You can find Beedle in or near every stable in the Wild, but dialog aside, it’s really a dozen clones, not a wandering character. This leads to a touch of familiarity, oh hey look, it’s you again, but it’s lacking the spontaneity of finding Talsgar wandering the roads or the Companions out hunting, which you might play through all of Skyrim without even seeing.
Other NPCs are pretty damn limited in their independence. You can come across villagers being attacked in the woods, but good luck trying to drop a sword for them to defend themselves with. Leaving a pile of weapons around and inciting a riot is always more fun with more sophisticated NPC AI.
Much was made of physics in the Wild, but there’s some limits. Throw a bomb into a stable, and nothing gets blown around. The inhabitants barely react. You can tilt a guardian over by building an ice pillar under it, but only in just the right spot to tip it over. You can’t build a pillar that will only cause it to tilt up slightly.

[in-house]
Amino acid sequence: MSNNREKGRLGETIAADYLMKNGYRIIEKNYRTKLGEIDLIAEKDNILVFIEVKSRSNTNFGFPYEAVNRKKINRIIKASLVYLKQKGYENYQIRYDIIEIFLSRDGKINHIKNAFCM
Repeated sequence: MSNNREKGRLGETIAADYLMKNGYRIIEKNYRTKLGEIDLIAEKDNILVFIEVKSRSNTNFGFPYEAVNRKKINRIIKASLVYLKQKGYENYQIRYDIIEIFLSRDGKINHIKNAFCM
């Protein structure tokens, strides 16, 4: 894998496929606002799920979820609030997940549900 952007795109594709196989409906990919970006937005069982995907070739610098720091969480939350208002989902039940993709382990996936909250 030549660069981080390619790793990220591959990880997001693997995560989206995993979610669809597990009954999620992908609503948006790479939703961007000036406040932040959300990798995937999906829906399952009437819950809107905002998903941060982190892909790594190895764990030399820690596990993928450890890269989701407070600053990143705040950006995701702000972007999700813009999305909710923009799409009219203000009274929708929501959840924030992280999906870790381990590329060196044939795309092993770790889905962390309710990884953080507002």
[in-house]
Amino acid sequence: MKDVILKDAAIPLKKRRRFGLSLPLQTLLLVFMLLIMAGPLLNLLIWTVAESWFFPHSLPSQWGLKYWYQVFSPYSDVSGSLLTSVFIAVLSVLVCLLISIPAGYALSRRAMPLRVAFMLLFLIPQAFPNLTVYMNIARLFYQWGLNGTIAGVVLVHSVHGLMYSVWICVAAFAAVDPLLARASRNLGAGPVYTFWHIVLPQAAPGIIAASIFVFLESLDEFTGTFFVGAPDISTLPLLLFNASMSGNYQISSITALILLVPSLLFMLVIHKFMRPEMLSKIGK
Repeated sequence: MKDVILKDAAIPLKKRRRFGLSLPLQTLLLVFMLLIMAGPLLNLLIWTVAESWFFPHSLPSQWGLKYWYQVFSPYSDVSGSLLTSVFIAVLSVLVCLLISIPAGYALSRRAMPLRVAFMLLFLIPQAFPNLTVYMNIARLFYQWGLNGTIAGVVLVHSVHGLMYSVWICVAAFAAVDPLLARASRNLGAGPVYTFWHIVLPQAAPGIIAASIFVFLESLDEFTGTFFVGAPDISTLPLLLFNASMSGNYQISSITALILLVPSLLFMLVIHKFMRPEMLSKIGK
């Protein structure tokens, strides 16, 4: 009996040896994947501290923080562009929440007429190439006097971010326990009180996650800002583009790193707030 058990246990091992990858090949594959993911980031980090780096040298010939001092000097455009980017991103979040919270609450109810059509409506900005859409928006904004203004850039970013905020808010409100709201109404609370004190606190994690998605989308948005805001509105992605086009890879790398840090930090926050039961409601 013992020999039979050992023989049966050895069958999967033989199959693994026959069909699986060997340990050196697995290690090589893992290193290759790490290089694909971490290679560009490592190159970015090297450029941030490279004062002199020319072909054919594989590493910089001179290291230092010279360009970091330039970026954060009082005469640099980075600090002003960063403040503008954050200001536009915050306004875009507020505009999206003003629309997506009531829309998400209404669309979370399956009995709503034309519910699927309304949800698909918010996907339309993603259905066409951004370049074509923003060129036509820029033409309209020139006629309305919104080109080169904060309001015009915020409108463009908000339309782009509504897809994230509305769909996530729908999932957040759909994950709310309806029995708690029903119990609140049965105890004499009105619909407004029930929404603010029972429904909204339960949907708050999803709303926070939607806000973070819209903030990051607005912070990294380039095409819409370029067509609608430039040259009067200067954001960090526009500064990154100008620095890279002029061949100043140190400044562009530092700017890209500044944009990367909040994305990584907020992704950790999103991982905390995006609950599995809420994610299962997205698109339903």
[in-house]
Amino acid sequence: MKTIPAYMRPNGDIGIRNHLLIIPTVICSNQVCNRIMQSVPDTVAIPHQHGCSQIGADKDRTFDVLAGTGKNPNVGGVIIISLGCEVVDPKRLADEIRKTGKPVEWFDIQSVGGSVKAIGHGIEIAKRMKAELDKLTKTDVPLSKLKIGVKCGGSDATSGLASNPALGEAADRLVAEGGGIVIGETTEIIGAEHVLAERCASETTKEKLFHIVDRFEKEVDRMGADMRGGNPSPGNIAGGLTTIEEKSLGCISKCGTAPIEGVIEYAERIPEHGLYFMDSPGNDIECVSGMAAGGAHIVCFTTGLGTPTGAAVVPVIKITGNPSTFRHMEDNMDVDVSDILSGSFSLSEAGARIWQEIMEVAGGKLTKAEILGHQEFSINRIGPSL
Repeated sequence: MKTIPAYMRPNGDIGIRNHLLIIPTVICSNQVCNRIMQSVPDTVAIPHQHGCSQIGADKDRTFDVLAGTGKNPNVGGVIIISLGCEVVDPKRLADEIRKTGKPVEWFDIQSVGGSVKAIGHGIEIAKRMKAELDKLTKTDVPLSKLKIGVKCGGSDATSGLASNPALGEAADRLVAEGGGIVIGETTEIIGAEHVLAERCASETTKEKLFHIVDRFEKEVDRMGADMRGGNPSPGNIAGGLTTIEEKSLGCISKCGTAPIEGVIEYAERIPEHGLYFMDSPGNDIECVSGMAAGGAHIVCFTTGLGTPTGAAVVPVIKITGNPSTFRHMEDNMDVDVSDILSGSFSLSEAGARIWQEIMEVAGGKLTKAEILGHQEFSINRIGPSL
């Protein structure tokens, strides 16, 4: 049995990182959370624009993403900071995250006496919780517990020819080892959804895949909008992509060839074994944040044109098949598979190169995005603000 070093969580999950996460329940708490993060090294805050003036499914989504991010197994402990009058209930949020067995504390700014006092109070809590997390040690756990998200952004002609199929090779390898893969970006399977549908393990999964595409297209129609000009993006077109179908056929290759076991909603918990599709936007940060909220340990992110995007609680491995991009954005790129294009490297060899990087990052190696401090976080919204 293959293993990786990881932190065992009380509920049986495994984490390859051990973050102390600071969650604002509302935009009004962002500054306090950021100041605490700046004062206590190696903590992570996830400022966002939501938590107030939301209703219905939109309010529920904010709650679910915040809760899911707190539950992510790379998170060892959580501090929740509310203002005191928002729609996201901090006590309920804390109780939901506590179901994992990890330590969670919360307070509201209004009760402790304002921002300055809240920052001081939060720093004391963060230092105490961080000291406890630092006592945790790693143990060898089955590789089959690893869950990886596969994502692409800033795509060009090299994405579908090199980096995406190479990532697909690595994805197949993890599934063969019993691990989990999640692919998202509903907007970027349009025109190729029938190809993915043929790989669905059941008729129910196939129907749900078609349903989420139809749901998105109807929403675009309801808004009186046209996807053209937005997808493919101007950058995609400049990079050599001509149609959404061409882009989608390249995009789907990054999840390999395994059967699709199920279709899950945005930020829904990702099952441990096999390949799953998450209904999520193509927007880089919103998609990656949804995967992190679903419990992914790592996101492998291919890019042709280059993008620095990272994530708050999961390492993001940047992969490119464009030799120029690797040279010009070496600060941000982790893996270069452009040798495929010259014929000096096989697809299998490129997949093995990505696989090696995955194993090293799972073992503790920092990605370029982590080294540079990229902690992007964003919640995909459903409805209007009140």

More particularly, and to my annoyance, stasis only prevents some movement. In various shrines are piston like pillars that push and retract. Can you stop a piston by casting stasis on a ball resting on top of it? No. The frozen ball will be pushed up, then just hang in air. Completely inconsistent with your own interactions with stasis object, which absorb kinetic energy until they go zoom. Is that a bug? I’m not sure, but only allowing objects to interact in carefully controlled ways is one technique to avoid the emergence of unexpected interactions.
There are also some bugs in the Wild that sound just like bugs we’d expect to find in Skyrim.